Thank you Jeremy Eubanks and Gregory Stokes for reflecting on Riesling and its German history last week!
This Week: European Union
Describe the influence EU formation on viticulture and winemaking in Europe, specifically from a regulation standpoint.
I dont have a great deal deal of knowledge on the subject but i was just reading about Algeria. According to Oxford Companion to Wine. In the late 1950's Algeria was supplying a good bit of juice to France for the purpose of beefing up table wines. Side bars to phylloxera and Algeria's status as a colony. So, Algeria gains independence in 1963 and "nearly a million French settlers left....". France begins to import less and less Algerian wine and the USSR imports more during the period from 1969 to 1975. Then the EU comes along which has the member nations cooperating on economic and political issues. Algeria negotiates to export wine to EU member nations and the result is a continued reduction in quantities allowed into the EU. Most likely, in my opinion, is the the political nature of the late 70's-early 90's, the Cold War, Berlin Wall factors. Just an interesting side story.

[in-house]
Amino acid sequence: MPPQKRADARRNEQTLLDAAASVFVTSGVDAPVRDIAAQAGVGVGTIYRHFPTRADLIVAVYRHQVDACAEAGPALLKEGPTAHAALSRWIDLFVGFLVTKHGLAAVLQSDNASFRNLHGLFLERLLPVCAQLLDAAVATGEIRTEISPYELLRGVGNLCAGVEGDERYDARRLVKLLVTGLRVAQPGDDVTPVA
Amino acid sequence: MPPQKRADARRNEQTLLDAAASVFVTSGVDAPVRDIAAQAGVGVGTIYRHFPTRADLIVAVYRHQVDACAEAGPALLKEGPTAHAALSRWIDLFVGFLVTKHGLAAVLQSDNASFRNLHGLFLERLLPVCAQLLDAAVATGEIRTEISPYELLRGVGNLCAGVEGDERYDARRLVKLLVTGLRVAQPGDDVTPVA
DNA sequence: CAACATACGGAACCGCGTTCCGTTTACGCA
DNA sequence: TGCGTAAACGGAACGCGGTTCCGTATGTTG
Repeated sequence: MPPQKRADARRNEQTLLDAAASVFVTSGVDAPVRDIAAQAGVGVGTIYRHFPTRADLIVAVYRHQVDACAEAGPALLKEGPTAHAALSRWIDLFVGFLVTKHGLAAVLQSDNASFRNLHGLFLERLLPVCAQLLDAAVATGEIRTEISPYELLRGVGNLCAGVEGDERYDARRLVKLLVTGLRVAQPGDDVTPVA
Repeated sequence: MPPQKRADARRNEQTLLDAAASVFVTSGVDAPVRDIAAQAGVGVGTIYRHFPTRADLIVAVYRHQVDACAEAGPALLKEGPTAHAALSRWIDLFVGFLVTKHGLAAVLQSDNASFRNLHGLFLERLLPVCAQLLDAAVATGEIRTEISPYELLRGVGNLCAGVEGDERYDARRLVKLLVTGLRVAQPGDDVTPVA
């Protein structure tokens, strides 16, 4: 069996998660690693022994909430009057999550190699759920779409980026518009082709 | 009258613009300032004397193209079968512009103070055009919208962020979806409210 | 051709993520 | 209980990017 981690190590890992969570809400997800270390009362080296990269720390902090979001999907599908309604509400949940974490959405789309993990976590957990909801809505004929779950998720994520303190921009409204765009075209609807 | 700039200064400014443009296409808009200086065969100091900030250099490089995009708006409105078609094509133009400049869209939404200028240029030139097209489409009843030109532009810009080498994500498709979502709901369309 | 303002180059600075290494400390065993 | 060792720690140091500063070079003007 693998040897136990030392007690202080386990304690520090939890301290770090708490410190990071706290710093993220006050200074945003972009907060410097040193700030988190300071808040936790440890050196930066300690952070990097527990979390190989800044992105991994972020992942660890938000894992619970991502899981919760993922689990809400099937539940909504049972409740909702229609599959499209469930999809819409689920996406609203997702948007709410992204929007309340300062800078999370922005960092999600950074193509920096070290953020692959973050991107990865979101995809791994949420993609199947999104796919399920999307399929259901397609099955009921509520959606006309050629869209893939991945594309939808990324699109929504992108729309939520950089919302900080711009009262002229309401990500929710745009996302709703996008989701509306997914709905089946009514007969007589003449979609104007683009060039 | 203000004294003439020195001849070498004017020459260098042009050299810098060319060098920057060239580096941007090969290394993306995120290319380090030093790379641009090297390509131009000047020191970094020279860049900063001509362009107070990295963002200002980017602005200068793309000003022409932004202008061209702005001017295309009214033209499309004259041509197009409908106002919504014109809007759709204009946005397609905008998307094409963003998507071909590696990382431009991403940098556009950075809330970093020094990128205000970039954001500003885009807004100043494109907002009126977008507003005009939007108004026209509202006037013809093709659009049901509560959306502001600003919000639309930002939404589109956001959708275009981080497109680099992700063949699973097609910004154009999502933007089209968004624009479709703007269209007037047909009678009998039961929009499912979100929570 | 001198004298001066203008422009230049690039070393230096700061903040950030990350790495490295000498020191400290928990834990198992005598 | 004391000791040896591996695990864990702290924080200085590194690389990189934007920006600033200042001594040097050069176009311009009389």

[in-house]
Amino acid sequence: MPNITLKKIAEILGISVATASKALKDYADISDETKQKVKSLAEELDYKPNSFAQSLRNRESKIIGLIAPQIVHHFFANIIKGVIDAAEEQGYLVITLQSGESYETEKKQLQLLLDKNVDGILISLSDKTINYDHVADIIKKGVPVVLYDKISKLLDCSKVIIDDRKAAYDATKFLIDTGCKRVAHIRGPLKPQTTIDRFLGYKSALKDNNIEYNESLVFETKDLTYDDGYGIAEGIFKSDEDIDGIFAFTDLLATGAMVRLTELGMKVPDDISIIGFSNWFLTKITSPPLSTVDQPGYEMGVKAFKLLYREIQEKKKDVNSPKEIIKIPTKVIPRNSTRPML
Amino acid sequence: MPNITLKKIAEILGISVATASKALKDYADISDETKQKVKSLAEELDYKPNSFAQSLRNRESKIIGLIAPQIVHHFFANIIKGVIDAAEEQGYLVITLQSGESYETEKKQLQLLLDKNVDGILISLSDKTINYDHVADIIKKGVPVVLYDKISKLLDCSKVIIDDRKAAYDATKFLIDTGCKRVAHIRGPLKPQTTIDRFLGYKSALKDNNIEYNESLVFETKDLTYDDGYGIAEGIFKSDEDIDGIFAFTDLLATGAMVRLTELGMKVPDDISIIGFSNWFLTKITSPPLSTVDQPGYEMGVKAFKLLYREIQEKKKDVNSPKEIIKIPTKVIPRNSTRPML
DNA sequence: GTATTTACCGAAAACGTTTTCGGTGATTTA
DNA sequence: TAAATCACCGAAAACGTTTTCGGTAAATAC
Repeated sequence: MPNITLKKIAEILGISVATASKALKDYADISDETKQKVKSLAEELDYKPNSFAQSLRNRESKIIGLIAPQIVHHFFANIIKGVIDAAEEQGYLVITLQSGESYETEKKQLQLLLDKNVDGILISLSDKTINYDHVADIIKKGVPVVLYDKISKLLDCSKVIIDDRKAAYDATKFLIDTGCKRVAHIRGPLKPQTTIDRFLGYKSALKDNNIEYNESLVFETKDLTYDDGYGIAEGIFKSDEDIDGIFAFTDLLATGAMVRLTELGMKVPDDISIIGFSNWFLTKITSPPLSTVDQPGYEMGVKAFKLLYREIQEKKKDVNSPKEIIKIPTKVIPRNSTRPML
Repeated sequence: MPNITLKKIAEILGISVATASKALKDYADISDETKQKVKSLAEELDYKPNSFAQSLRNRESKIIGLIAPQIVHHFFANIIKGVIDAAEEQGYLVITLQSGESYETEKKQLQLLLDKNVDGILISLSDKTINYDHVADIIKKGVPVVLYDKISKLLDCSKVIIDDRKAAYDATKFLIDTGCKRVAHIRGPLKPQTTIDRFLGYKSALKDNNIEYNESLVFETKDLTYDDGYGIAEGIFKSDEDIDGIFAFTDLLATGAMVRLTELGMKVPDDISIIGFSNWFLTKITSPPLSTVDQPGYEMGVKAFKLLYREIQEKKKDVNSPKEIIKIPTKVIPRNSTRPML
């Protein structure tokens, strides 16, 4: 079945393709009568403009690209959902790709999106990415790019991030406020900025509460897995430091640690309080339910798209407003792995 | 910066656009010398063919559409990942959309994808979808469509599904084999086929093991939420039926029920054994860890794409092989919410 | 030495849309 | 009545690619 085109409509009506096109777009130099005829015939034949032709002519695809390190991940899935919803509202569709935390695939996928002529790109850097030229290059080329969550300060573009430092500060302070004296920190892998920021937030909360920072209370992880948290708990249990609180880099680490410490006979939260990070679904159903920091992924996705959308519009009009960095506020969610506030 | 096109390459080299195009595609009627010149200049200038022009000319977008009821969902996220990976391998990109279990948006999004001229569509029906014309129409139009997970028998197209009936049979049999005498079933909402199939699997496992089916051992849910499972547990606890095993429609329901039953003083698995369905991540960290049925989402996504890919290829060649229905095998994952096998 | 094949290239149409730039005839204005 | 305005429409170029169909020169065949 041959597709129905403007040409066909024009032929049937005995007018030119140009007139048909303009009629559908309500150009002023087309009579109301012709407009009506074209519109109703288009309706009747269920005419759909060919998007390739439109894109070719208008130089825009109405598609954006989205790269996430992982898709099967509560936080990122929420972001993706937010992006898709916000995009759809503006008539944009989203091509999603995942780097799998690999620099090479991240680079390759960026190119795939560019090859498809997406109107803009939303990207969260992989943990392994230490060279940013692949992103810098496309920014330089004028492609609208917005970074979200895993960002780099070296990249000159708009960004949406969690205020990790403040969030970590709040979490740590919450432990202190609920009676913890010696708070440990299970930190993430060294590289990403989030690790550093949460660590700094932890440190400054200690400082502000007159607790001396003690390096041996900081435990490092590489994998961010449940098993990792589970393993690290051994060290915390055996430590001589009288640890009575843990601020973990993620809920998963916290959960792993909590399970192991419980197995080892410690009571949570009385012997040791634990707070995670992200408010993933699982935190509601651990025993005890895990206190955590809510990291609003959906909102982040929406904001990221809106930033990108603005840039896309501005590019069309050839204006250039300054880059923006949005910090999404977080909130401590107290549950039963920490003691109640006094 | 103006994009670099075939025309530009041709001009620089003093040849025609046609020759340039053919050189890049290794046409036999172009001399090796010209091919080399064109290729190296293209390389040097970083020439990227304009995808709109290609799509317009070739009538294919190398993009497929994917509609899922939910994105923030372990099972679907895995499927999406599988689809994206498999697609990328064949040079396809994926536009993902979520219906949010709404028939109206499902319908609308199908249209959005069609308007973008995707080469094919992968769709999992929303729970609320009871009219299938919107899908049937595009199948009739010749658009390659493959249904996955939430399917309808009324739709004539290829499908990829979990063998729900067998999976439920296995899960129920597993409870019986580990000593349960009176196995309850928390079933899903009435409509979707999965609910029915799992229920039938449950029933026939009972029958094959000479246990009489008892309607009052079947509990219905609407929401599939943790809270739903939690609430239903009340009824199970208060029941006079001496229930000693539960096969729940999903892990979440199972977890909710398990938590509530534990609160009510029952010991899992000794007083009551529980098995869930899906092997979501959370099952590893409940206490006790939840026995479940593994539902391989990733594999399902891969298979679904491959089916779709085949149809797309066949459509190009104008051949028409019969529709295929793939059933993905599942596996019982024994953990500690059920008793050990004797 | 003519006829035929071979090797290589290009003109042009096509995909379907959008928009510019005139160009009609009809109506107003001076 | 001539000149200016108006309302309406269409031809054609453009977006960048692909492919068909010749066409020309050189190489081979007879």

The EU requires that wine imported into the EU, "third country wine", conform to labelling and wine laws and that the wine "may not be blended with wine made in the EU". Too bad Algeria.
The Agenda 2000 reform package reform had aome interesting notes. The agenda wanted to maintain balance between wine that was in demand and wine that was not. There was a plan to grub up certain unmarketable vines but allowances to plant more marketable vines. This seems to be bucking tradition and favoring more economic prosperity acros the board.
Anyway, again i dont know much on the topic and sorry for the poor editorial. Thank you for the question. It is a great topic to think about. I look forward to more responses and hopefully i can chime again after doing some more reasearch.